Catherine Prior Hall baptised 1822, Magdalen Street, Cambridge, aged 2 months , St. Giles
Thomas Prior hall baptised 1823, Magdalen Street, Cambridge, aged 1 month, St. Giles
Alfred Hall baptised 1826, Magdalen Street, Cambridge, aged 5 months, St. Giles
Edward Hall baptised 1828, Magdalen Street, Cambridge, aged 1 month, St. Giles
Frederick Hall baptised 1832, Magdalen Street, Cambridge, aged 1 month, St. Giles (died in 1832)
In November 1859, Allan started work as superintendent of another station owned by one of the Chirnside brothers. This proved to be an ill-fated choice of employment, as the Port Phillip Herald Newspaper from early 1860 provides coverage of a dispute between Allan Hughan and Mr. Chirnside regarding unpaid wages. The newspaper article told the following story:
" SUPREME COURT: OLD COURT. Tuesday 1st May( before Mr. Justice Pohlman) HUGHAN V CHIRNSIDE
For the plaintiff, Dr. Sewell and Mr. Brewer; and for the defendant, Mr Dawson and Mr Fellows.
This was an action brought to recover the sum of 200 pounds salary for service as overseer of a sheep station.
In November 1859, the plaintiff entered the service of the defendant, obtaining authority to draw in his own name on the bank of Victoria for expenses connected with the station, to the amount of 400 pounds.
A considerable amount of correspondence passed between the plaintiff and the defendant, in respect to business matters, and in December the defendant wrote to the plaintiff informing him of his intention to visit the station for the purpose of examining accounts etc.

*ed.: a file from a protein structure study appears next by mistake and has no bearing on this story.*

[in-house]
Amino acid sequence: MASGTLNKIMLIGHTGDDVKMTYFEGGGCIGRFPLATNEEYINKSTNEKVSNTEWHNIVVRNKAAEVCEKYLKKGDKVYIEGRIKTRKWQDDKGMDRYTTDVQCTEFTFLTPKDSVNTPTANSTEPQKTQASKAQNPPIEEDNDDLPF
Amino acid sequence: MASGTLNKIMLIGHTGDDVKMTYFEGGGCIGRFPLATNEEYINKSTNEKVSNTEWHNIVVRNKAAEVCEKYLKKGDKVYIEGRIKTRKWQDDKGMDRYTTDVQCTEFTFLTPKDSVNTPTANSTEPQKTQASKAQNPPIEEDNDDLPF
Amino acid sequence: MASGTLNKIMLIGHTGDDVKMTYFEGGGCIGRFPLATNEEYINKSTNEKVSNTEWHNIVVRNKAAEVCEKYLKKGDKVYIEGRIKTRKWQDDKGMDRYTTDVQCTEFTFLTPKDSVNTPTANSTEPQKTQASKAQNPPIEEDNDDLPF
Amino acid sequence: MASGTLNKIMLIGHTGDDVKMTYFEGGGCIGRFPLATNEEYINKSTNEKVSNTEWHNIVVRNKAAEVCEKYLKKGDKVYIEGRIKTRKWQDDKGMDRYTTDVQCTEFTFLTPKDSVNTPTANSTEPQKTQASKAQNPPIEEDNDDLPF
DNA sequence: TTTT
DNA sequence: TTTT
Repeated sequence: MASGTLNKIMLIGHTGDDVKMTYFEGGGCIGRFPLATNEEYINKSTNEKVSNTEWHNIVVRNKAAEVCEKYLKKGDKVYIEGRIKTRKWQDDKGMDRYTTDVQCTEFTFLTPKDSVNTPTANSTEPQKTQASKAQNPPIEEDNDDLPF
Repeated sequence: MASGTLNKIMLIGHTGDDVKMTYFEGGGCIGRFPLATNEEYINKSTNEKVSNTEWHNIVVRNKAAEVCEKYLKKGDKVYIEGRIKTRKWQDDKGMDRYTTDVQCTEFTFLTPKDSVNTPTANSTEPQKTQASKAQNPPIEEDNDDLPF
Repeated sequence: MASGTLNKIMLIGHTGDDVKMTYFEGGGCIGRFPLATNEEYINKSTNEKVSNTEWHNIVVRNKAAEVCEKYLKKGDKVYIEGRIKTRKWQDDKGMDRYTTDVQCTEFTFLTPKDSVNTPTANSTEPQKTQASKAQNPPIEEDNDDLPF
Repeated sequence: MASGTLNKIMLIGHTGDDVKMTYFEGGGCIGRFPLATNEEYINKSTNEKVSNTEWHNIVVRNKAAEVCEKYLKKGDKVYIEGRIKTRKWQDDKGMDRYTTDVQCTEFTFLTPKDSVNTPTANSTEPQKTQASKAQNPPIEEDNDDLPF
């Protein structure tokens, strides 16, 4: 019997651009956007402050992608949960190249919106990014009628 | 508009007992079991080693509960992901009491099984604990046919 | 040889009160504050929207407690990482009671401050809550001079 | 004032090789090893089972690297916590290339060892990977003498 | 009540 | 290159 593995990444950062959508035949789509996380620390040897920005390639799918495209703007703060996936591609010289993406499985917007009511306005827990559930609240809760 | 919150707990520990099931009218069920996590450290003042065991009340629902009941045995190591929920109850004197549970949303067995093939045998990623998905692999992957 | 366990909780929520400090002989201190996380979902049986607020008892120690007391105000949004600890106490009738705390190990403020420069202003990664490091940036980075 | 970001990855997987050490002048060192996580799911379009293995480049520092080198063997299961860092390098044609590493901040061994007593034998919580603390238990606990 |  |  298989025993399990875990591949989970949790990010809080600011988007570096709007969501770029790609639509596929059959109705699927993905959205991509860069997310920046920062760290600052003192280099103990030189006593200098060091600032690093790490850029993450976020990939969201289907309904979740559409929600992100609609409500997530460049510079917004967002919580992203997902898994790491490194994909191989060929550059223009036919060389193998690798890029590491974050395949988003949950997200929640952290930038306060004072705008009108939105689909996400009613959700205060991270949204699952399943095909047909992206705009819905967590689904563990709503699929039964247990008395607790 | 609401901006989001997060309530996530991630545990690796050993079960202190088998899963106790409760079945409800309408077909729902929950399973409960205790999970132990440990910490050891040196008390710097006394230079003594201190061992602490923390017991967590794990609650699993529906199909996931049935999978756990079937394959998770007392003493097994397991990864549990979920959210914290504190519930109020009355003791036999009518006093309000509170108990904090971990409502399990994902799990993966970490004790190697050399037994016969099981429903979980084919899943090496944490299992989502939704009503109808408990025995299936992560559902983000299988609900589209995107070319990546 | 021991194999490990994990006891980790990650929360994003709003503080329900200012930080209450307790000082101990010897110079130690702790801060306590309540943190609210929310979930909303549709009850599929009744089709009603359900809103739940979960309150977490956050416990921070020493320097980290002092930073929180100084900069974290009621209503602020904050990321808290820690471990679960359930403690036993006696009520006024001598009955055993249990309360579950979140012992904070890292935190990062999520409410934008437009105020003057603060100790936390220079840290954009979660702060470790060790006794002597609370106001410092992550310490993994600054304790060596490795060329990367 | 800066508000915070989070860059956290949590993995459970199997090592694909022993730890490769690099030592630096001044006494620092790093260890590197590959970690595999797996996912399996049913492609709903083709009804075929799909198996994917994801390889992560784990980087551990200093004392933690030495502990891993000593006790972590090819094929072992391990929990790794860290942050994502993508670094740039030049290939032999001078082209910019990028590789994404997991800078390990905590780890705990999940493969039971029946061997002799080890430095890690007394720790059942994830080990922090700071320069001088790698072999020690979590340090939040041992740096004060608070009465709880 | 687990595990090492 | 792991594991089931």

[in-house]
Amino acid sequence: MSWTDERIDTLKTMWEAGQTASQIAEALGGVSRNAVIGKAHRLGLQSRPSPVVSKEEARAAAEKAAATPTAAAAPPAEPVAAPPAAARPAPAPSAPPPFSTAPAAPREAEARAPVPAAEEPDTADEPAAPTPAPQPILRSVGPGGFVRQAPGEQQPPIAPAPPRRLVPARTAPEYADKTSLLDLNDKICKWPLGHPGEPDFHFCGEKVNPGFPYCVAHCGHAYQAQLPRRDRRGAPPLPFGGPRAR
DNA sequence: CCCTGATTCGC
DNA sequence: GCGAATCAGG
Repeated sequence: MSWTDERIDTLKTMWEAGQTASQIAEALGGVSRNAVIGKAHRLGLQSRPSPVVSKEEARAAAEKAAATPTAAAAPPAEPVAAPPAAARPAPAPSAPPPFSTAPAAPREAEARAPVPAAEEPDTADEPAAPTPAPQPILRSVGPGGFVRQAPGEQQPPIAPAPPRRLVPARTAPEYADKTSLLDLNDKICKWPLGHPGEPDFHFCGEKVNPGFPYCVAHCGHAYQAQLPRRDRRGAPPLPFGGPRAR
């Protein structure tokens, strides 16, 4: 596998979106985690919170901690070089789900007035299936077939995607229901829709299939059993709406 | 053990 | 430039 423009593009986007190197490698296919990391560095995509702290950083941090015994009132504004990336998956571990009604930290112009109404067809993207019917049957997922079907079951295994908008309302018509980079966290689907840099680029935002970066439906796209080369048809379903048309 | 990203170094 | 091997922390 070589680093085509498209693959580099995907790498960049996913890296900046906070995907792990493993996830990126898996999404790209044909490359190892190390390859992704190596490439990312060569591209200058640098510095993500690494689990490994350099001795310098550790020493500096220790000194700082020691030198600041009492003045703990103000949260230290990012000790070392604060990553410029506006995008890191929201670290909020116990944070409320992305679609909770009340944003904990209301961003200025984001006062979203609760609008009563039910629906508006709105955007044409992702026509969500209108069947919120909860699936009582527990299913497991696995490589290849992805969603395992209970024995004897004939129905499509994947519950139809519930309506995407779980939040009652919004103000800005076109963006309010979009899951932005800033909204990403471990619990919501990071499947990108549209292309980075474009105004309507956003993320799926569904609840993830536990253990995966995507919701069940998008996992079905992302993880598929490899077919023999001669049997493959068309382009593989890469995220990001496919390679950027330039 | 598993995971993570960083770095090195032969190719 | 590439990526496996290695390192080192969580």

On the 2nd of January last, the plaintiff left the station to visit his wife, who, as he was informed by a letter he received on the previous day, was dangerously ill.
He instructed a person named Smith to attend to the affairs of the station during his absence, and left him a cheque for fifty pounds to meet any necessary expenses. He also drew a cheque for thirty two pounds, six shillings and six pence, the amount of two months salary due to himself, on the previous day to meet his own travelling expenses.
Mr. Chirnside arrived at the station on the evening of the 2nd of January, and received a letter which had been left for him by the plaintiff stating the cause of his absence, and giving his address.
Next day he wrote to the plaintiff intimating that as he had left the station without anyone in charge, and as he had overdrawn his account at the bank by two hundred pounds he should be superseded, and that this overdraft would be placed to the account of the station, but the cheque for 32 pounds 6 shillings and 6 pence would not be met.
The defendant pleaded that the plaintiff had deserted his post, and that he had unnecessarily expended moneys.
The jury returned the verdict for the plaintiff for the amount claimed, two hundred pounds, with leave to the defendant to move for a new trial, or reduction of the verdict."
- Wednesday, May 2, 1860, Port Phillip Herald.
Immediately below this court report was another: Newbourne Vrs Chirnside. This case also concerned Allan Hughan...
" For the plaintiff Mr. Brewer, and for the defendant Mr. Dawson. This was an action brought to recover 60 pounds, wages for 12 months for the services of the plaintiff and his wife, who were engaged by Mr. Hughan, overseer for his station, but were dismissed by Mr Chirnside previous to the expiration of the term for which they were engaged.
It appeared that when Mr. Chirnside arrived at the station on the 2nd of January he asked the plaintiff for the key of Mr Hughan's room. Mrs Newbourne had the key, and the plaintiff, when asked for it by Mr Chirnside, denied having it; and also stated that there was nothing in the room but what was the private property of Mr Hughan. Mr Chirnside regarding the plaintiff as Mr Hughan's servant repudiated the contract with them.
The jury found for the plaintiff, damages 60 pounds."